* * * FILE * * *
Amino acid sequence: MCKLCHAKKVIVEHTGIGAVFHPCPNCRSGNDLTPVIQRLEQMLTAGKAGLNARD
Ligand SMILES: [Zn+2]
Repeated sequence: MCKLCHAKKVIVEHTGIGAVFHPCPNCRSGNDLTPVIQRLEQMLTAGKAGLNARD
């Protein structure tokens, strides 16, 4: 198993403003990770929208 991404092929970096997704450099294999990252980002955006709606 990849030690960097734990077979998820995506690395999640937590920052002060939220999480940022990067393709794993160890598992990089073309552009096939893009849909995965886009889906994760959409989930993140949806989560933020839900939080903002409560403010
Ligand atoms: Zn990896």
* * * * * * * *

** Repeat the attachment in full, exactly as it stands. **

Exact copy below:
Amino acid sequence: MCKLCHAKKVIVEHTGIGAVFHPCPNCRSGNDLTPVIQRLEQMLTAGKAGLNARD
Ligand SMILES: [Zn+2]
Repeated sequence: MCKLCHAKKVIVEHTGIGAVFHPCPNCRSGNDLTPVIQRLEQMLTAGKAGLNARD
């Protein structure tokens, strides 16, 4: 198993403003990770929208 991404092929970096997704450099294999990252980002955006709606 990849030690960097734990077979998820995506690395999640937590920052002060939220999480940022990067393709794993160890598992990089073309552009096939893009849909995965886009889906994760959409989930993140949806989560933020839900939080903002409560403010
Ligand atoms: Zn990896």